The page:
Labeling Improves Automotive Supply Chain

As automotive technology is transformed, and vehicle designs focus increasingly on the digital rather than the mechanical or electrical, supply chain efficiency is going to become paramount. One way to quickly introduce efficiency is by improving labeling.

Too many organizations today rely on cobbled together solutions composed of disparate applications and manual processes. Sticking with this approach will not yield any efficiencies. An effective enterprise-wide labeling approach will. Such an approach empowers companies to deal with the nuances of today's complex labeling requirements and regulations, and gives them the ability to support high levels of variability in labeling, while providing the speed and scalability to support global supply chains. This smarter and more efficient way of doing business provides standardization, allowing companies to achieve consistency and flexibility to support changing labeling requirements. It also provides a platform that is scalable and easily supported and maintained.

Why labeling matters

Accurate and timely labeling is essential to a smoothly flowing automotive supply chain. Throughout the supply chain, the label is the identifier that provides critical barcodes and other information that speed the flow of goods from suppliers to their customers, as well as within a supplier's internal manufacturing process.  When labeling is optimized, suppliers are able to better control costs, monitor inventory, trace shipments, manage product recalls, and improve distribution operations.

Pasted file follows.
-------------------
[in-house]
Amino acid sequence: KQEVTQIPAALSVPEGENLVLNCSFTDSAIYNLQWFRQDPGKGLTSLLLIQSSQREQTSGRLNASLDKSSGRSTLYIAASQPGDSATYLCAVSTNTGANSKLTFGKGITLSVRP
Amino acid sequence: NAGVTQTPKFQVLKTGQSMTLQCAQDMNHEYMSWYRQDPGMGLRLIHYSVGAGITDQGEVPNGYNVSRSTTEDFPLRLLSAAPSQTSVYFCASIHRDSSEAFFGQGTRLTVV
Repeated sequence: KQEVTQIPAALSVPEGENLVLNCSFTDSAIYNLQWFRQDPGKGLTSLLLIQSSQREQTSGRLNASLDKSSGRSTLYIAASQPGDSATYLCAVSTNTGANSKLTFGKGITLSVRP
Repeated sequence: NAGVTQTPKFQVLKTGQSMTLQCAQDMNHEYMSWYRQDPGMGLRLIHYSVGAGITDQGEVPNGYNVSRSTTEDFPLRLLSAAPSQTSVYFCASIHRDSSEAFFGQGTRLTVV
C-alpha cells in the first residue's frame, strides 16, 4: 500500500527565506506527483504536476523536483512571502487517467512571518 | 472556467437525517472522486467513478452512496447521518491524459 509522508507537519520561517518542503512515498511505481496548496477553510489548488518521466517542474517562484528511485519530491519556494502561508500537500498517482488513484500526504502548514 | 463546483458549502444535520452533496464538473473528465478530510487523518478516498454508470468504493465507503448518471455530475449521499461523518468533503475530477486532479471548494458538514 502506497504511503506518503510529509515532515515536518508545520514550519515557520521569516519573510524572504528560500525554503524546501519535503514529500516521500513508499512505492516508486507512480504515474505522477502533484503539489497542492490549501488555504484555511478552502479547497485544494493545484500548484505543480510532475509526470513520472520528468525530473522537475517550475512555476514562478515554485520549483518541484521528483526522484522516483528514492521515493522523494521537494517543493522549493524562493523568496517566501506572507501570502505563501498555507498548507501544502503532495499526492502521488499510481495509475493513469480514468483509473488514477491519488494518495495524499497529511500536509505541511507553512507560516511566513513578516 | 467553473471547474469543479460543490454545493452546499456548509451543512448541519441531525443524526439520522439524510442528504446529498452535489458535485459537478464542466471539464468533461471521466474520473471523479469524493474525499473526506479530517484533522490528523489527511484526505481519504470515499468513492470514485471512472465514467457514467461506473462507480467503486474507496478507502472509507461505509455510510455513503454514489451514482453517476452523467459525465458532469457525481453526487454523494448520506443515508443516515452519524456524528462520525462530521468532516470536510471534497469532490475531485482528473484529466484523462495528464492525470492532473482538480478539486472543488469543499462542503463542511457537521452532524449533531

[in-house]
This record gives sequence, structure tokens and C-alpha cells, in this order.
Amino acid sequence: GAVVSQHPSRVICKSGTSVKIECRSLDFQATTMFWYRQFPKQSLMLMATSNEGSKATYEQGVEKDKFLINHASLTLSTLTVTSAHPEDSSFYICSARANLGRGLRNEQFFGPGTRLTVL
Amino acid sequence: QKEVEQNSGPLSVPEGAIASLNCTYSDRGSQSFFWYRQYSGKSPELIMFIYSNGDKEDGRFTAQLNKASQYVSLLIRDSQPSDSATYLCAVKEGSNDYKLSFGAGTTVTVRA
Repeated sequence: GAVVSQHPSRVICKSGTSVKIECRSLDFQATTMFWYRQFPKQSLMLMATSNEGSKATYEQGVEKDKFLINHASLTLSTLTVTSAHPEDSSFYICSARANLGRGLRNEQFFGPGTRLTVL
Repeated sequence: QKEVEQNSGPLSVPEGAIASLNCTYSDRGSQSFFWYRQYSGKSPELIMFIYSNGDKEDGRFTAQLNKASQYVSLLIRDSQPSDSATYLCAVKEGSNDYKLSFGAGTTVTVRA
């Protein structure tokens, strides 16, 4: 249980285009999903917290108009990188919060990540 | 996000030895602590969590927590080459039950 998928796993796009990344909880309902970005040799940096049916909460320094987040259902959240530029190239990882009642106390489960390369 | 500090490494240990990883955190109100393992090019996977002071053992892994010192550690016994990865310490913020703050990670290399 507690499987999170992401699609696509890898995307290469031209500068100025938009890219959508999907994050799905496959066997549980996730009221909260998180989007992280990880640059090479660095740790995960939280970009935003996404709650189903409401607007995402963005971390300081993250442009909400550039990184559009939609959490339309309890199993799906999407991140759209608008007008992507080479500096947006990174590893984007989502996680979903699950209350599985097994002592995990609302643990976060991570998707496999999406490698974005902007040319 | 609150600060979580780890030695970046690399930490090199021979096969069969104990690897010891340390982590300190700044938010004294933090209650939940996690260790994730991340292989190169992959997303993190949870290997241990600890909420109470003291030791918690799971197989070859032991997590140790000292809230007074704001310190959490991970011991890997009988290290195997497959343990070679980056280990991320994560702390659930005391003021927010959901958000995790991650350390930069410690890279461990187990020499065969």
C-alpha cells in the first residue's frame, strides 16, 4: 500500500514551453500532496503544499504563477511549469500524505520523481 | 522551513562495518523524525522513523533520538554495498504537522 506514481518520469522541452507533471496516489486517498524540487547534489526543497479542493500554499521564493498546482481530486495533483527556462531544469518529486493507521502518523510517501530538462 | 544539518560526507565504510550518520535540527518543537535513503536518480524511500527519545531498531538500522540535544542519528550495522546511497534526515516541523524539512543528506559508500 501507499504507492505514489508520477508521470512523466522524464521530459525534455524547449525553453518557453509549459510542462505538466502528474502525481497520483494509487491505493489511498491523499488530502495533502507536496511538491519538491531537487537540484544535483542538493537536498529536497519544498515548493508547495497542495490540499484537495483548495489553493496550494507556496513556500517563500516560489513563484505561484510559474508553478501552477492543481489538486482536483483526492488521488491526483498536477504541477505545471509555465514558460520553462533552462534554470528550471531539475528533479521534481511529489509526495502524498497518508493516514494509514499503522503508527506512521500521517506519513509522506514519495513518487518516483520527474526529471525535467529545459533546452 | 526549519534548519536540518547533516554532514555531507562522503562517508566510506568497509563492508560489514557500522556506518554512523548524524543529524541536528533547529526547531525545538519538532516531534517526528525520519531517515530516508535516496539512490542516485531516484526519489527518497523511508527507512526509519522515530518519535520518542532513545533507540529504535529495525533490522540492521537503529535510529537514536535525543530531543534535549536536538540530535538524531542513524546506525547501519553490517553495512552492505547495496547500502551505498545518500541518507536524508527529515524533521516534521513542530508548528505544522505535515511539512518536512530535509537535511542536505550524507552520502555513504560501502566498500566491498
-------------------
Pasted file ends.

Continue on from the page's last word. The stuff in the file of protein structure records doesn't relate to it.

Labeling has an impact at every stop along the way of the supply chain, and at each of these stops, there are requirements that must be met. Some of them are industry standards that have been adopted. Others are particular requirements that an individual customer has established. There are also country- and region-specific regulations that must be adhered to.

Having to relabel or over-label shipments in order to ensure that they contain all the data needed at each stop is inefficient. Worse yet, if the labels aren't correct, shipments may be refused. They may be returned to a supplier. They may be confiscated at customs. Suppliers may find themselves fined – or fired. As the number of suppliers that automotive manufacturers choose to work with gets winnowed down, the quality of a supplier's labeling may make the critical difference.

While labeling is central to the overall operation of the supply chain, it is also an important element of branding, with many suppliers using the label to convey their brand. Branding may seem to be a trivial consideration, but consistency and accuracy in labeling can be a strong deterrent to counterfeiting. A label that's distinctive and correct is a visual way to demonstrate authenticity, even between suppliers within a supply chain.

Why labeling is so complex

Labeling matters, which makes getting it right an imperative. Labeling is also exceedingly complex, which makes getting it right a challenge. What makes for such complexity?